Water use

Our water impact per consumer use has remained broadly unchanged since 2010*

Our commitment

Halve the water associated with the consumer use of our products by 2020.*

Our performance

Our water impact per consumer use has remained broadly unchanged since 2010.*

What matters most

For the Water commitment we have three targets that are most material to us: Reduce water use in the laundry process, Easy rinse products and products that use less water and Reduce water use in skin cleansing and hair washing. (M) indicates our most material targets.

  • achieved: 0
  • on-plan: 5
  • off-plan: 1
  • %of target achieved: 0

Our perspective

Water shortages are already affecting many parts of the world. By 2025, 1.8 billion people will be living in countries or regions with absolute water scarcity and two-thirds in water-stressed conditions.

While around 70% of available fresh water is used for agriculture, when it comes to personal and domestic use, the UN estimates that each person needs about 50-100 litres per day for drinking, cooking and washing. Yet in the poorest countries people live on as little as 10 litres a day. The collection of water, typically undertaken by women, is also an issue. According to the UN, sub-saharan Africa alone loses 40 billion hours per year collecting water.

Our approach is to work across our value chain from raw material sourcing to the design of our products. Since 2009 we have worked with the Water Footprint Network to measure our agricultural water impact. We have learnt that our priority water-intensive crops are tomatoes and sugar cane and that overall our footprint is lower than we had previously estimated. We have been working with our tomato suppliers for many years and we will continue to introduce drip irrigation to our suppliers for this and other crops.

Addressing our water use

We have made particular progress in reducing water abstracted by our manufacturing sites. Since 2008 we have saved the equivalent of around 1.5 litres of water for every person on the planet.

The water used by our consumers in washing and cleaning is more than seven times greater than the water embedded in the agricultural raw materials we buy. In emerging countries, washing clothes can take up one-third of a household’s water supply.

We are making some progress in designing and rolling out products which require less water. Our Comfort One Rinse fabric conditioner is now available in more waterscarce countries. Lifebuoy has launched a foam handwash which cuts water use and we have rolled out dry shampoo to ten countries.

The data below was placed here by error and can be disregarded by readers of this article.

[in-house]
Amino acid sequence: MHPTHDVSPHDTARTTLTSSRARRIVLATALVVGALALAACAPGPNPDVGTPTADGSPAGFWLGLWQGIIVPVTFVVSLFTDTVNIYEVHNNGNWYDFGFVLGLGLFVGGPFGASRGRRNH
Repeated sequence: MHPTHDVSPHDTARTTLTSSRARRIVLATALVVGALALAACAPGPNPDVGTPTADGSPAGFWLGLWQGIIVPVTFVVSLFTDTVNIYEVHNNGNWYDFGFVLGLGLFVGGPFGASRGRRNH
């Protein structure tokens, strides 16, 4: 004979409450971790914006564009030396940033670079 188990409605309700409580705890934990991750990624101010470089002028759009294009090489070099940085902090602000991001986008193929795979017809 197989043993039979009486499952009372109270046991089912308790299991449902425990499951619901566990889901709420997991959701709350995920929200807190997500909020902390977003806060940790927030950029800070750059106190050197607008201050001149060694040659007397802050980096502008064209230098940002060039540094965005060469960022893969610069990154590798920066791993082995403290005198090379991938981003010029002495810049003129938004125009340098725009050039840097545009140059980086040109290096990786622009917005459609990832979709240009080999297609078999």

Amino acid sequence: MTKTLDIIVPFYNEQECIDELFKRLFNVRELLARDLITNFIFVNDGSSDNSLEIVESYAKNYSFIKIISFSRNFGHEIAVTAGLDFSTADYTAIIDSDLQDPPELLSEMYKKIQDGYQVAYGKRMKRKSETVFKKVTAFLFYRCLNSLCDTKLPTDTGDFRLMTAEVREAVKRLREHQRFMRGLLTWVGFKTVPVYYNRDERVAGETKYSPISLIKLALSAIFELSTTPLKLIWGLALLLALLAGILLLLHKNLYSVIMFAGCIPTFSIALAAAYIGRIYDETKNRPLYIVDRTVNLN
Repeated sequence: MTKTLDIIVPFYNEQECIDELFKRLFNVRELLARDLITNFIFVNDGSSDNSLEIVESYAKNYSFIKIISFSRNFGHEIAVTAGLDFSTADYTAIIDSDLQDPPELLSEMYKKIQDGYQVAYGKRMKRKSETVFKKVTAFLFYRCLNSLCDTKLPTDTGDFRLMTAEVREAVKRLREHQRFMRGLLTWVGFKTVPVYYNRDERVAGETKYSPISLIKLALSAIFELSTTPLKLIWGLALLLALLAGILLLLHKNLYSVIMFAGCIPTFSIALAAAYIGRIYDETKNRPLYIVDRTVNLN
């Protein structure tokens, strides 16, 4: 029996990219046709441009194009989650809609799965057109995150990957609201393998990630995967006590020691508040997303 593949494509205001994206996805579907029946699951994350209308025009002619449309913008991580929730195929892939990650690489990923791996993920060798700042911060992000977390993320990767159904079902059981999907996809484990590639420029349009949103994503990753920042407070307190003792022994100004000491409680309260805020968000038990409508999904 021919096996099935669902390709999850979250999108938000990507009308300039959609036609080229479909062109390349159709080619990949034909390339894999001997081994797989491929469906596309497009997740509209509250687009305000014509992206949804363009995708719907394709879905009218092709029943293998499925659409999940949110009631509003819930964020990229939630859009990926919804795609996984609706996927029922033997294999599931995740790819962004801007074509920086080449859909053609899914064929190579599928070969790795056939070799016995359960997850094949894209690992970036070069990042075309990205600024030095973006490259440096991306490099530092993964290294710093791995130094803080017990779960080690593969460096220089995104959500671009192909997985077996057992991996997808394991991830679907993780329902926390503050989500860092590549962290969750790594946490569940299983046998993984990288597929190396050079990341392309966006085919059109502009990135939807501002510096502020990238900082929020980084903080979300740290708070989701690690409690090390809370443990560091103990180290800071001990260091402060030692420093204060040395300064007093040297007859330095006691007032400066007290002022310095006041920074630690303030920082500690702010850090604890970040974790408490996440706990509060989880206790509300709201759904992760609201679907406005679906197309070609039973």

We have a long way to go to meet our goal. As we go forward, we will be better prepared for sourcing essential raw materials from farmers with limited water supplies and we will open up new markets by providing products which meet the needs of people with restricted access to water. But in the end transformational change will only come about when water is priced and there is a financial incentive to encourage new behaviours.

Reduce water use in the laundry process (M)

We will reduce the water required in the laundry process by:

  • Making easier rinsing products more widely available.
  • Providing 50 million households in water-scarce countries with laundry products that deliver excellent results but use less water by 2020.
  • In 2012 we launched Comfort One Rinse, our fabric conditioner, in India and Cambodia and expanded the Comfort One Rinse range in Thailand, Vietnam, Indonesia and the Philippines.
  • In 2012 One Rinse products were used in 1.4 billion washes in 28.7 million households worldwide, a 66% increase on 2010.

More on reducing water use in the laundry process

Our perspective

We assessed both these targets as off track in our last Report. Compared to 2011, we have more projects agreed in our innovation pipeline that give us confidence we will make greater progress in the coming years. We have also significantly expanded One Rinse products and sales are growing, so we have assessed our progress as back on track to reach our 2020 target.

In water-scarce countries, around 38% of domestic water is used to clean clothes. In many of these areas, people wash garments by hand. Our One Rinse fabric conditioner reduces the amount of water needed to remove detergent residues to one bucket rather than three. This can save up to half the water per wash, around 30 litres, if used correctly.

In 2012 we continued to introduce this product to new countries and it is now available in India and Cambodia. It has a leading position in some markets, accounting for 38% of the fabric conditioner market in Vietnam and has risen to a quarter of the market in Indonesia.

† Independently assured by PwC

Reduce water use in skin cleansing and hair washing (M)

  • By 2015 we intend to reach 200 million consumers with products and tools that will help them to use less water while washing and showering. Our goal is to reach 400 million by 2020.
  • In 2012 we have improved our understanding of this area but progress remains slow.

More on reducing water use in skin cleansing and hair washing

Our perspective

Around 39% of our domestic water footprint occurs when people use our soaps, shower gels and shampoos and they can be slow or reluctant to change their habits. We have undertaken several studies in different countries to improve our understanding of people’s showering behaviour and how it can be influenced.